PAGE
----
Babies often do not cooperate while cleaning their gums, but these tips might make the process a bit easier.

  • Engage and distract your baby while cleaning the gums.
  • Cradle them in your arms so that you have a better grip on the baby, and it is easier for you to clean them.
  • Wait until your baby is in a good mood before starting to clean his/her tongue and gums.
  • For very young babies, it is difficult to determine the last meal of the day. So it might be a good idea to fix a time in the day. It helps build a sense of routine for the baby.

Precautions To Take While Cleaning Your Baby’s Tongue

Keep your nails short and clean.

Image: Shutterstock

The following precautions while cleaning your baby’s tongue can help avoid any injury to the baby.

  • Try using a clean washcloth piece for your baby’s mouth to avoid the risk of any infection.
  • Keep your nails short and clean to avoid any injury to the baby’s delicate tissues.
  • Do not forcefully clean the baby’s tongue

Frequently Asked Questions

1. When should I start cleaning my baby’s mouth?

You may start cleaning your baby’s mouth when they are three months old. Gently wiping their gums twice a day will ensure your baby is ready for brushing when the first tooth appears (4).

2. Can I use glycerine to clean my baby’s tongue?

No, you need not clean your baby’s tongue with glycerine (5).

Tongue cleaning is an essential part of oral hygiene that is often neglected. Routine tongue cleaning can prevent your baby from developing mouth infections and give way to healthy teeth and gums. So follow the above tips to learn how to clean a baby’s tongue safely and thoroughly to prevent injury and discomfort. Remember to use clean hands and materials for cleaning and perform it regularly. If you notice any unusual developments in their mouth, consult your child’s doctor for better management.

Infographic: Safety Measures For Cleaning Baby’s Tongue Properly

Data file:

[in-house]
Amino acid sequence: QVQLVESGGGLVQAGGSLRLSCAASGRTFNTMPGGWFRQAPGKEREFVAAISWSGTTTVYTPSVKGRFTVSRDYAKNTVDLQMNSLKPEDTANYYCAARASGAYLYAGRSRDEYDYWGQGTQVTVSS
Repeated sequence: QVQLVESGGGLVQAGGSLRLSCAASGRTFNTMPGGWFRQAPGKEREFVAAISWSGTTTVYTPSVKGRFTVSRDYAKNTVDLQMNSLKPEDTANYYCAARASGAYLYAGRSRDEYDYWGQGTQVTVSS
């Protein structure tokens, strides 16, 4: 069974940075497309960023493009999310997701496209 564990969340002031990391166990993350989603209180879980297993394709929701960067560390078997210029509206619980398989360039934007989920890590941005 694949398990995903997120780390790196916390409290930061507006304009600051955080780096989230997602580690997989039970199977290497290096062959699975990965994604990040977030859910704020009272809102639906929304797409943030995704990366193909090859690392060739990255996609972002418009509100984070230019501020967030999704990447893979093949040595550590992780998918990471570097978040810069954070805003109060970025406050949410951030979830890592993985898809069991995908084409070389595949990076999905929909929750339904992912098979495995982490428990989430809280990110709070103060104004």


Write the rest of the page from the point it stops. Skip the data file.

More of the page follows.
Cleaning a baby’s tongue may not be easy, with some babies being reluctant or disinterested. Therefore, you must be more careful to prevent any mishappenings. To help you with the process, we have listed some critical safety measures to follow while cleaning a baby’s tongue.

safety tips for cleaning baby’s tongue [infographic]
Illustration: MomJunction Design Team

Key Pointers

  • Cleaning a baby’s tongue removes breast milk sugar from the mouth, ensuring good oral hygiene and prevention of oral thrush.
  • Clean the tongue in a circular motion with your finger using a washcloth dipped in warm water.
  • Engaging the baby, cradling them in your arms, keeping your nails short, and being gentle are some tips that will help make the cleaning process easy.


MomJunction's articles are written after analyzing the research works of expert authors and institutions. Our references consist of resources established by authorities in their respective fields. You can learn more about the authenticity of the information we present in our editorial policy.
1. Infant and Children’s Oral Health; The New York State Department of Health
2. Breastfeeding: 6 Things Nursing Moms Should Know About Dental Health; American Dental Association
3. Thrush—Child; Winchester Hospital
4. Dental care for babies; Raisingchildren
5. Normal Variations in a Newborn; Pregnancy, Childbirth, and the Newborn